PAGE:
ASTM Committee on Composite Materials Approves Compression After Impact Standards
A questionnaire sent to members of ASTM International Committee D30 on Composite Materials proved to be the catalyst for a pair of newly approved standards, D 7136, Test Method for Measuring the Damage Resistance of a Fiber-Reinforced Polymer Matrix Composite to a Drop-Weight Impact Event, and D 7137, Test Method for Compressive Residual Strength Properties of Damaged Polymer Matrix Composite Plates. Both new standards are under the jurisdiction of Subcommittee D30.05 on Structural Test Methods.
According to Adam J. Sawicki, chair, Subcommittee D30.05, D30 members and key industry stakeholders were surveyed in 2002 on their use of existing D30 standards. One of the questions in the survey asked what test methods would be most desirable if standardized by ASTM. “By an overwhelming response, it was made clear that a compression after impact test method was highly desired by the composites industry,” says Sawicki. “To date, the industry has relied on company-specific test methods and a Suppliers of Advanced Composite Materials Association standard that is no longer being actively supported.”
Sawicki notes that D 7136 and D 7137 are the direct result of composite industry demand. “Committee D30 was able to meet the demand by producing two new test standards, which go far beyond the existing industry standard in terms of technical content and guidance, within 18 months of the initiation of the effort,” says Sawicki. “We believe this can serve as an example of how the ASTM standardization process can respond to market-driven demand within a relatively short time period.”
Although one of the key issues involved in compression after impact tests is the separation into damage resistance and damage tolerance, previous standards did not emphasize this separation. This has led to difficulties in properly comparing material behavior. Committee D30 addressed this issue by creating two separate standards, D 7136, which covers damage resistance, and D 7137, which deals with damage tolerance.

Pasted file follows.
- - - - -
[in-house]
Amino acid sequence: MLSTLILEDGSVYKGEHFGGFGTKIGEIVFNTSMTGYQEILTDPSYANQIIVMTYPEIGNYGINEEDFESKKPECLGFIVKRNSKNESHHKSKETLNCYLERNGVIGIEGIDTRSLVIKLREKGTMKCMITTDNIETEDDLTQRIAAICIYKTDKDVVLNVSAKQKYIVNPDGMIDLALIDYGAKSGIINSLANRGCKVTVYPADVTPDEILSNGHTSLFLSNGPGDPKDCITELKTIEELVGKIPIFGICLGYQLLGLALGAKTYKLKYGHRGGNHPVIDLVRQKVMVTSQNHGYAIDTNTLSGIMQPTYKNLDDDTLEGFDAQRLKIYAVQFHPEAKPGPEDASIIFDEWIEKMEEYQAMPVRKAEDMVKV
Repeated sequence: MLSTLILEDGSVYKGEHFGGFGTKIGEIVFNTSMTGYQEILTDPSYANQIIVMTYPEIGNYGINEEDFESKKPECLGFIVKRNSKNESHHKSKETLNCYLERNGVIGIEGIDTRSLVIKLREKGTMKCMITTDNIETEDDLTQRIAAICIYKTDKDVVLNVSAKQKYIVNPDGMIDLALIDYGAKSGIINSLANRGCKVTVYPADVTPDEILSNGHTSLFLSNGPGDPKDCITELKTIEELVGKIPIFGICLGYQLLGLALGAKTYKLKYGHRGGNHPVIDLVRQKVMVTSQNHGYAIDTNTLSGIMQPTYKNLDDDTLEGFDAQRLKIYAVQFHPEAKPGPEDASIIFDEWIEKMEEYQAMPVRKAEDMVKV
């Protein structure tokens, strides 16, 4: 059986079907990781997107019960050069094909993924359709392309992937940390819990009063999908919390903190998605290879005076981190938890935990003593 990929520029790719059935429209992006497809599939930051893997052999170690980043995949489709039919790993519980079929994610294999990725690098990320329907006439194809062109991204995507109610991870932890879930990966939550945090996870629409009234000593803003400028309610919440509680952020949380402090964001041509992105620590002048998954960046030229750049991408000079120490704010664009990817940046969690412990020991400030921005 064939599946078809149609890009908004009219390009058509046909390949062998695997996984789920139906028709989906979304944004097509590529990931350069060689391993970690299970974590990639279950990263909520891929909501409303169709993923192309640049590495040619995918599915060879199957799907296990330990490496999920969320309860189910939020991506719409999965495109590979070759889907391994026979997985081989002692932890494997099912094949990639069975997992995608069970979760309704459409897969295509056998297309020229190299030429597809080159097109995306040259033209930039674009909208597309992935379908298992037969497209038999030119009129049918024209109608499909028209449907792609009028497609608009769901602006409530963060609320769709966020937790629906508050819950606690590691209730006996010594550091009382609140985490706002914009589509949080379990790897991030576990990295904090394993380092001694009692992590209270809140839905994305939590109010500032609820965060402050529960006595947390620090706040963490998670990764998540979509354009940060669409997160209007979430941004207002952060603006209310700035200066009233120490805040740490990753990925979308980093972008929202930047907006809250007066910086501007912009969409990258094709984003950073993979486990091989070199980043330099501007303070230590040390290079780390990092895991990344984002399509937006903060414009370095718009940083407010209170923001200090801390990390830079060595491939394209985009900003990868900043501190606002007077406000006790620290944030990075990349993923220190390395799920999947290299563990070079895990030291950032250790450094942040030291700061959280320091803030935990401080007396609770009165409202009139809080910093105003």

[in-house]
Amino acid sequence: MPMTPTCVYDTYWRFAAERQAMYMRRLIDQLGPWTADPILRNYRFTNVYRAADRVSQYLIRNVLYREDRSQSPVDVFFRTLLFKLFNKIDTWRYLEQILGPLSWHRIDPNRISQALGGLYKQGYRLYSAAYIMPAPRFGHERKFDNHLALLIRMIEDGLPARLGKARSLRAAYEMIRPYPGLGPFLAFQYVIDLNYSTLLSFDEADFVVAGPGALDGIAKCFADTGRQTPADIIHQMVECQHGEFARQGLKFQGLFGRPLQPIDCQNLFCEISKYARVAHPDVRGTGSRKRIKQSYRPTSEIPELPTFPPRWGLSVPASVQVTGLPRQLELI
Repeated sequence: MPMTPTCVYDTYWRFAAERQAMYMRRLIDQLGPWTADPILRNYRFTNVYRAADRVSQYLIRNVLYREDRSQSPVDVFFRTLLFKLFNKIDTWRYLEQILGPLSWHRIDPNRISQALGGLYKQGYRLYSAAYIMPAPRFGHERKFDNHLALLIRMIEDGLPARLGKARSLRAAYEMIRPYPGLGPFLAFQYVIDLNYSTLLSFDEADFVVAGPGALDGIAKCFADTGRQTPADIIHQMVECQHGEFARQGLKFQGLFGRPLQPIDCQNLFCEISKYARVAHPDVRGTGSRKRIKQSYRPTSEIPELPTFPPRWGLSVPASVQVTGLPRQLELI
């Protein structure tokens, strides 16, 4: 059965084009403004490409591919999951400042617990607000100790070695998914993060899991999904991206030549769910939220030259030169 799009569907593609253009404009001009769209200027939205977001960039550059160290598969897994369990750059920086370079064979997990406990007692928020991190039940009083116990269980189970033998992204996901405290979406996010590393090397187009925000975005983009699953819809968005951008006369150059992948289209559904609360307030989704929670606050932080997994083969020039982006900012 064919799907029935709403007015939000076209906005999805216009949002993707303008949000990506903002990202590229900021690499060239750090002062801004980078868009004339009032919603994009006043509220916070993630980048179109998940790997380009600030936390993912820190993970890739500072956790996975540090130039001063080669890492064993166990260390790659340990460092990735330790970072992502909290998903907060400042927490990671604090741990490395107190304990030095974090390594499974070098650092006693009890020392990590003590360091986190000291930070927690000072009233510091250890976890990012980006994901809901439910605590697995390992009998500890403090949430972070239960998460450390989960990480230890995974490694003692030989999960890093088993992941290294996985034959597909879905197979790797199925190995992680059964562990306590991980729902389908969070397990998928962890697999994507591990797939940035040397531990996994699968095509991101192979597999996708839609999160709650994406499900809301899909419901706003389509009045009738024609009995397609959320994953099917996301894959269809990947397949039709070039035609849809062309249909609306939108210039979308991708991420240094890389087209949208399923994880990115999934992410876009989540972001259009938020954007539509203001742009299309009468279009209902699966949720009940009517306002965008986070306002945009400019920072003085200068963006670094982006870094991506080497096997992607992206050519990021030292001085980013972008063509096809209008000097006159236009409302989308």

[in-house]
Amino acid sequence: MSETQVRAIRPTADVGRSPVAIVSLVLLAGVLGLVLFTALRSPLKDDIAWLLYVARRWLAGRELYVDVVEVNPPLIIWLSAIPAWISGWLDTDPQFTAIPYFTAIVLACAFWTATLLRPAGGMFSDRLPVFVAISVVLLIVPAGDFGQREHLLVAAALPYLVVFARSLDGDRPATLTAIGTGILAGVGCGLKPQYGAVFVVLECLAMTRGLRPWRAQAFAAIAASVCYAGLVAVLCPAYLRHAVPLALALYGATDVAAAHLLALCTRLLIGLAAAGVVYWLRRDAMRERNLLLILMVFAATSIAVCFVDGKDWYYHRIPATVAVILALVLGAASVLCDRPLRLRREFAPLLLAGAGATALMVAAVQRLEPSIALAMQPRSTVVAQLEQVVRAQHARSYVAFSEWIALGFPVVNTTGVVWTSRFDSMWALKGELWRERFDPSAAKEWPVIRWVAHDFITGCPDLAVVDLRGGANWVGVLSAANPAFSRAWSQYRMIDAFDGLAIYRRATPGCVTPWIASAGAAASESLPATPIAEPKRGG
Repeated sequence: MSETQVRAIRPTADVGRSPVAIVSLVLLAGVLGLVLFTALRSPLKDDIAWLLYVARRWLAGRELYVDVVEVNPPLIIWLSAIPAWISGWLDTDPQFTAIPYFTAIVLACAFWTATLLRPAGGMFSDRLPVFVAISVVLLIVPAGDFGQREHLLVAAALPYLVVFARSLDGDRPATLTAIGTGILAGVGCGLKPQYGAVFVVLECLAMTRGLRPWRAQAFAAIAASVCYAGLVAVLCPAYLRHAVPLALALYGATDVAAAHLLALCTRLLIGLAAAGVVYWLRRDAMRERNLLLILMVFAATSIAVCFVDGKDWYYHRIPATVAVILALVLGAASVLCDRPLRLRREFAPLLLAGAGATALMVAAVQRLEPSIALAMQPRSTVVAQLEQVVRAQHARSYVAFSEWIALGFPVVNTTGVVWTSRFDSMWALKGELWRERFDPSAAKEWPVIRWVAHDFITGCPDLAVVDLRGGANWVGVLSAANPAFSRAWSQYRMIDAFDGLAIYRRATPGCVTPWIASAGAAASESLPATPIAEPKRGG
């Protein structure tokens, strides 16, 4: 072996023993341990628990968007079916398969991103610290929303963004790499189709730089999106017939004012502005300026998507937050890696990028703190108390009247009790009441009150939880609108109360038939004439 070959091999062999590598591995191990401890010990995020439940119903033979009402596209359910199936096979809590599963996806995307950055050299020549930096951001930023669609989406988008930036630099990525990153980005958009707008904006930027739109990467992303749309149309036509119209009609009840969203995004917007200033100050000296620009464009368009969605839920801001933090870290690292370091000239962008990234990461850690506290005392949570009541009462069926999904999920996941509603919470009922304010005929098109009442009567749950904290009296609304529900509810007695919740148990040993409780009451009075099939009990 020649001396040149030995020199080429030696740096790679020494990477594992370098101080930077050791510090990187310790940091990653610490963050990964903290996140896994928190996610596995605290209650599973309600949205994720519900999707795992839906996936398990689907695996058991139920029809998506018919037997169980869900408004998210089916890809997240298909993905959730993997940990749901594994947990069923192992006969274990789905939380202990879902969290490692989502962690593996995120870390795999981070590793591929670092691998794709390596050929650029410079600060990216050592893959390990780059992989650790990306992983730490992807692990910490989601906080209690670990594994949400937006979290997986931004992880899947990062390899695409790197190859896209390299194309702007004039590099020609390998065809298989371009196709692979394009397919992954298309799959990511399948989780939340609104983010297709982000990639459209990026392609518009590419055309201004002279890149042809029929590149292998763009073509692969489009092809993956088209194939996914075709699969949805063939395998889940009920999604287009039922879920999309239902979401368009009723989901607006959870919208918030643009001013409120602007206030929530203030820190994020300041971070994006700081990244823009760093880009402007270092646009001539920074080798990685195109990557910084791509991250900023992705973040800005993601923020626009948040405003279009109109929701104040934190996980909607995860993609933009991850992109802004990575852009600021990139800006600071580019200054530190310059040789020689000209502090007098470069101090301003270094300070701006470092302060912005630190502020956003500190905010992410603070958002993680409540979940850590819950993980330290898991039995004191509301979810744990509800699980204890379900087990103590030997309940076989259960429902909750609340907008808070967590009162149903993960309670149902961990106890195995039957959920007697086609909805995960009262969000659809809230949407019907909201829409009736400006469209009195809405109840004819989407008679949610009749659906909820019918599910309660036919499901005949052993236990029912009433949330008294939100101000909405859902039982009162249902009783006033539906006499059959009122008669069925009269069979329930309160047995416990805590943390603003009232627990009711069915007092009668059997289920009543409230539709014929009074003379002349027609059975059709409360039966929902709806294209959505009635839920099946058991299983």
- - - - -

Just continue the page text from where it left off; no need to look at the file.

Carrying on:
Information featured in both standards includes the following:
• Detailed significance and use and interferences sections intended to provide guidance on the use of data in material selection and composite design;
• Detailed reporting instructions for evaluation of the damage state resulting from impact, with references to appropriate nondestructive assessment methods;
• Detailed support fixtures for impact and residual strength testing; and
• Addition of procedures and guidelines for instrumented impact testing.
There are several practical applications to the new standards, including aiding in the selection of advanced composite materials used in aerospace, marine and civil infrastructure applications, and assessments of the ability of a composite to resist damage formation and tolerate the presence of damage. In addition, the standards may be used within “building block” certification programs to better understand the damage resistance and damage tolerance characteristics of composites, to assist in the design and assessment of these properties in more complex configured structures.
“Examples of current programs for which the generation of such data contributes directly to the design include the Boeing 787 Dreamliner and the Airbus A380, both of which are introducing a significant amount of composites into the airframe structure,” says Sawicki.
Committee D30 is seeking participation in future revisions of D 7136 and D 7137. Additionally, a round robin is being planned to develop precision and bias statements for the standards.
Adam J. Sawicki, associate technical fellow, Boeing Co., Philadelphia, Pa.
ASTM staff: Jim Olshefsky
Upcoming Meeting: To be determined; consult Committee D30’s page on ASTM International’s Web site for further details.